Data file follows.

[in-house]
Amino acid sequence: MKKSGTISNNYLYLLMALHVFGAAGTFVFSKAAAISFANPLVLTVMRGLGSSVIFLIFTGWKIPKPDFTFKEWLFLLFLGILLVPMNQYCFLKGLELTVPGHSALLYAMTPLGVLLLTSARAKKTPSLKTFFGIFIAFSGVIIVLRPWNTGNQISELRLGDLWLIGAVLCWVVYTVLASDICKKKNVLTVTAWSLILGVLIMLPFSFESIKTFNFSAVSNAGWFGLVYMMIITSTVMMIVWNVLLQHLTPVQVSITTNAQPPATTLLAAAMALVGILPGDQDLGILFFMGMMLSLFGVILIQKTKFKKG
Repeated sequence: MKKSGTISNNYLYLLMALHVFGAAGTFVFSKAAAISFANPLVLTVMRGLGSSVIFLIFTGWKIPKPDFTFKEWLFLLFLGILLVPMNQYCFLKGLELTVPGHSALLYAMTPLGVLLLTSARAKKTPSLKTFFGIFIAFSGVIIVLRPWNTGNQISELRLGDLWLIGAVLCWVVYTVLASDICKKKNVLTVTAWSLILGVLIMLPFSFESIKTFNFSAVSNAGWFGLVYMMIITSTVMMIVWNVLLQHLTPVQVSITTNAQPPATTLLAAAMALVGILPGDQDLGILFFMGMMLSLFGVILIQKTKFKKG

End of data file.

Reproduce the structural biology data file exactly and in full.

[in-house]
Amino acid sequence: MKKSGTISNNYLYLLMALHVFGAAGTFVFSKAAAISFANPLVLTVMRGLGSSVIFLIFTGWKIPKPDFTFKEWLFLLFLGILLVPMNQYCFLKGLELTVPGHSALLYAMTPLGVLLLTSARAKKTPSLKTFFGIFIAFSGVIIVLRPWNTGNQISELRLGDLWLIGAVLCWVVYTVLASDICKKKNVLTVTAWSLILGVLIMLPFSFESIKTFNFSAVSNAGWFGLVYMMIITSTVMMIVWNVLLQHLTPVQVSITTNAQPPATTLLAAAMALVGILPGDQDLGILFFMGMMLSLFGVILIQKTKFKKG
Repeated sequence: MKKSGTISNNYLYLLMALHVFGAAGTFVFSKAAAISFANPLVLTVMRGLGSSVIFLIFTGWKIPKPDFTFKEWLFLLFLGILLVPMNQYCFLKGLELTVPGHSALLYAMTPLGVLLLTSARAKKTPSLKTFFGIFIAFSGVIIVLRPWNTGNQISELRLGDLWLIGAVLCWVVYTVLASDICKKKNVLTVTAWSLILGVLIMLPFSFESIKTFNFSAVSNAGWFGLVYMMIITSTVMMIVWNVLLQHLTPVQVSITTNAQPPATTLLAAAMALVGILPGDQDLGILFFMGMMLSLFGVILIQKTKFKKG